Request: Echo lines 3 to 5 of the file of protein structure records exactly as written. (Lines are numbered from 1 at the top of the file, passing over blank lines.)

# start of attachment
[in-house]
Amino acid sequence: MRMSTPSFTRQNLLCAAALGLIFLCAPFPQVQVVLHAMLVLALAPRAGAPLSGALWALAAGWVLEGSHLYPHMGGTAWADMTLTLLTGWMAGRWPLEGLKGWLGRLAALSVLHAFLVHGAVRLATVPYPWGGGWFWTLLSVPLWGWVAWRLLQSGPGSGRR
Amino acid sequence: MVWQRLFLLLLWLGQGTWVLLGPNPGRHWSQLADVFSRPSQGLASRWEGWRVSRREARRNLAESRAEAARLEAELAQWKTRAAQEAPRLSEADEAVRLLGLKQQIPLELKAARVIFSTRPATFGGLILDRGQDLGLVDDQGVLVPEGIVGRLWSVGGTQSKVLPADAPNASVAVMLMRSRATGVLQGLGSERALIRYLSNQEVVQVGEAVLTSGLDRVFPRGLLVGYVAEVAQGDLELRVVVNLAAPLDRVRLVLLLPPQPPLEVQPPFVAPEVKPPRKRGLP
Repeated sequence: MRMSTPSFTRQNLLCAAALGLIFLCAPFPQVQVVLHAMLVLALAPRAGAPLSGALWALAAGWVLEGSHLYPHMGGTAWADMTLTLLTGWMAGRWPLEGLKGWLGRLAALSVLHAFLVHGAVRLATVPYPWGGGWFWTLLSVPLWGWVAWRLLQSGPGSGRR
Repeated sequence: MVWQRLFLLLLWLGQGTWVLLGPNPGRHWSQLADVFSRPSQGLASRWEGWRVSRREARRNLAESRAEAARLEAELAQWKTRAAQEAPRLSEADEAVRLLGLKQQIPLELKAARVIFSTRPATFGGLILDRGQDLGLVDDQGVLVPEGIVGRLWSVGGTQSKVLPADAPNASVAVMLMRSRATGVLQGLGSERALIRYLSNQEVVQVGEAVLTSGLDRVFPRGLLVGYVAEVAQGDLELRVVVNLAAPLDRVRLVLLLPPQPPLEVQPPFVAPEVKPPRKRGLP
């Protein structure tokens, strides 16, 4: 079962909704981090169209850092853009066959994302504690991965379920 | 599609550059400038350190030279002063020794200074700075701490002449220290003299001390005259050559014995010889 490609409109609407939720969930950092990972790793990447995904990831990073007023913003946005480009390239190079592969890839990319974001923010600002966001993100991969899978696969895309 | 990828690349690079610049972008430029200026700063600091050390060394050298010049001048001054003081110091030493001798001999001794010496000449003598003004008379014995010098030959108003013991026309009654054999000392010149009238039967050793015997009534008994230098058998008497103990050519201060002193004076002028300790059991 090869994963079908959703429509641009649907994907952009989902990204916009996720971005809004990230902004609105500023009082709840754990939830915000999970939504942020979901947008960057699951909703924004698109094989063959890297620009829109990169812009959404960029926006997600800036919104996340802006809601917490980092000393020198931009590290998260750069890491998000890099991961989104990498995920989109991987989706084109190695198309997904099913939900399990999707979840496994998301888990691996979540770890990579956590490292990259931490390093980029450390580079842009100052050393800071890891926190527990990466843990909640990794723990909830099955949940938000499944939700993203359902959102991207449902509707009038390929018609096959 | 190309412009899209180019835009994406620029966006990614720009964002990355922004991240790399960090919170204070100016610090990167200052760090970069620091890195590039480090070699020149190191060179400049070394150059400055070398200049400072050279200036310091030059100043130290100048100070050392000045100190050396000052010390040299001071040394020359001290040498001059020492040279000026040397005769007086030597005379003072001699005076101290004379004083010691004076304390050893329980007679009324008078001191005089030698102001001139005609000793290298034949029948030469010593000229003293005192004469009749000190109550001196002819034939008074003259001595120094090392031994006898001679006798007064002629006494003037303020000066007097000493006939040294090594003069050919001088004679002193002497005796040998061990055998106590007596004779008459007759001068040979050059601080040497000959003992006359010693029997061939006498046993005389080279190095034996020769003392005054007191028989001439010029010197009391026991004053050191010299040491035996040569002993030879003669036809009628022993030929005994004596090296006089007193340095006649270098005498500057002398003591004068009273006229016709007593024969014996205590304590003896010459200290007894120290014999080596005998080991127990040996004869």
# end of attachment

Amino acid sequence: MVWQRLFLLLLWLGQGTWVLLGPNPGRHWSQLADVFSRPSQGLASRWEGWRVSRREARRNLAESRAEAARLEAELAQWKTRAAQEAPRLSEADEAVRLLGLKQQIPLELKAARVIFSTRPATFGGLILDRGQDLGLVDDQGVLVPEGIVGRLWSVGGTQSKVLPADAPNASVAVMLMRSRATGVLQGLGSERALIRYLSNQEVVQVGEAVLTSGLDRVFPRGLLVGYVAEVAQGDLELRVVVNLAAPLDRVRLVLLLPPQPPLEVQPPFVAPEVKPPRKRGLP
Repeated sequence: MRMSTPSFTRQNLLCAAALGLIFLCAPFPQVQVVLHAMLVLALAPRAGAPLSGALWALAAGWVLEGSHLYPHMGGTAWADMTLTLLTGWMAGRWPLEGLKGWLGRLAALSVLHAFLVHGAVRLATVPYPWGGGWFWTLLSVPLWGWVAWRLLQSGPGSGRR
Repeated sequence: MVWQRLFLLLLWLGQGTWVLLGPNPGRHWSQLADVFSRPSQGLASRWEGWRVSRREARRNLAESRAEAARLEAELAQWKTRAAQEAPRLSEADEAVRLLGLKQQIPLELKAARVIFSTRPATFGGLILDRGQDLGLVDDQGVLVPEGIVGRLWSVGGTQSKVLPADAPNASVAVMLMRSRATGVLQGLGSERALIRYLSNQEVVQVGEAVLTSGLDRVFPRGLLVGYVAEVAQGDLELRVVVNLAAPLDRVRLVLLLPPQPPLEVQPPFVAPEVKPPRKRGLP